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Rural Health Care in Crisis: Hospitals Close Labor and Delivery Units

Facilities struggle to find sufficient staff and revenue

Approximately 500,000 women give birth each year in rural hospitals, and yet access to labor and delivery units has been declining, according to a report from Kaiser Health News. Comprehensive figures are spotty, but an analysis of 306 rural hospitals in nine states with large rural populations found that 7.2% closed their obstetrics units between 2010 and 2014.

The new findings were published in the January issue of Health Services Research.

“The fact that closures continue happening—over time that means the nearest hospital gets further and further away,” said co-author Dr. Katy Kozhimannil, an associate professor at the University of Minnesota School of Public Health.

Many factors contribute to the decline in rural hospital obstetrics services, the authors say. For one thing, obstetrics units are expensive to operate, and a small rural hospital may deliver fewer than 100 babies a year.

It can be difficult to staff the units, as well. Small rural hospitals may not have obstetricians on staff and may have to rely on local family physicians, but it can be difficult to find enough doctors to fully provide services for a hospital. Nurses with obstetrics experience can also be scarce.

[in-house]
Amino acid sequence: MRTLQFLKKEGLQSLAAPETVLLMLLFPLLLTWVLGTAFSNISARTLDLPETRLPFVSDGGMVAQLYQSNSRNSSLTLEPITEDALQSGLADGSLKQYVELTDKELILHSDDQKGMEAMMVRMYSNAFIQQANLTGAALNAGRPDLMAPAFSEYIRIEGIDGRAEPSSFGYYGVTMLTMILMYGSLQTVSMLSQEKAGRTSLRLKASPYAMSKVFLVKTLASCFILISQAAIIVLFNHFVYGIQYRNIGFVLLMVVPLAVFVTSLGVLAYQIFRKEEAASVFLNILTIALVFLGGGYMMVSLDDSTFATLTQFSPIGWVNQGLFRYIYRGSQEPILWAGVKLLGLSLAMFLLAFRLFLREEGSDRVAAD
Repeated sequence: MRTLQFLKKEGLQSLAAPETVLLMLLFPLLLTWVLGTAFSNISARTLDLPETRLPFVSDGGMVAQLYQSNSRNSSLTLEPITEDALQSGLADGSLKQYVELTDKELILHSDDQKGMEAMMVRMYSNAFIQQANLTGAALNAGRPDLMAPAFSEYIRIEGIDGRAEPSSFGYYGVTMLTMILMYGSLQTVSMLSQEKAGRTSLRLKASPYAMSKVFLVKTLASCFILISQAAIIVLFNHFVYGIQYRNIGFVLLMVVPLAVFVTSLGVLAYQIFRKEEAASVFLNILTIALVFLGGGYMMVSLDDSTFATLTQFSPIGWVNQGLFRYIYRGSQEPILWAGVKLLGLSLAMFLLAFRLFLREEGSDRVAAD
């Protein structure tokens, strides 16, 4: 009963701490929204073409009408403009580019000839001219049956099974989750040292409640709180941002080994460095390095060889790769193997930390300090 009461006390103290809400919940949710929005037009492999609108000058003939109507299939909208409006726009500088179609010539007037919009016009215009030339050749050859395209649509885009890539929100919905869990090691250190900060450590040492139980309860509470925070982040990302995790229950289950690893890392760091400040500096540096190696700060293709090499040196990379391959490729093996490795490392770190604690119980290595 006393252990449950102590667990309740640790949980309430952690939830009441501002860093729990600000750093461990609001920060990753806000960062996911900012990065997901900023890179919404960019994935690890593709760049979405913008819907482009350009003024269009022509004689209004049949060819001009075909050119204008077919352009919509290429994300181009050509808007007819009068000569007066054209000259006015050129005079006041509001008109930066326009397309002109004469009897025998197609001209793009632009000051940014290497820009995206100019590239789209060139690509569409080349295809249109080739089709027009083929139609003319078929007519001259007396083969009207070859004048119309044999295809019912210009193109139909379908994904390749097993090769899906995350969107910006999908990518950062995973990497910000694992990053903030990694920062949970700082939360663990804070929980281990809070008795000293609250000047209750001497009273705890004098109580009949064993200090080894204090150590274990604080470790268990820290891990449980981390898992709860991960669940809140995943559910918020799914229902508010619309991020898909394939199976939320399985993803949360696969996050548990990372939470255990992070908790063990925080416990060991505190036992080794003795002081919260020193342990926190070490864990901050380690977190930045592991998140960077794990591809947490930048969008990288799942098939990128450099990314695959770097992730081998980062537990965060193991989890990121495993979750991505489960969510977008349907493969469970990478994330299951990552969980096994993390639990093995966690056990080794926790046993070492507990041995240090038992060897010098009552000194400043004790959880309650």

Meanwhile, bringing in the revenue needed to cover the costs involved in maintaining the units can be difficult because insurance payments are often low. Medicaid pays for slightly under half of all births in the U.S., but in rural areas the proportion is often higher, Kozhimannil said. Since Medicaid pays about half as much as private insurance for childbirth, “the financial aspect of keeping a labor and delivery unit open is harder in rural areas,” she said.

Advocates say a number of initiatives could help bolster labor and delivery services in rural areas, according to the authors.

Encouraging medical professionals to move to rural areas is key, they say. A bipartisan bill introduced in Congress last year, for example, would require the federal government to designate maternity care health professional shortage areas. Such designations exist for primary care, mental health, and dental care. The National Health Services Corps awards scholarships and provides loan repayments to primary care providers who commit to serving for at least two years in a designated shortage area. Once they get to a community and put down some roots, the hope is they’ll stay.

Expanding the use of midwives and birthing centers could be cost-effective since they are generally less expensive than physicians and hospital obstetric units, according to the authors. Although birthing centers and home births are on the rise, more than 98% of the four million babies that were born in 2014 made their arrival at a hospital.

Source: Kaiser Health News; February 23, 2016.

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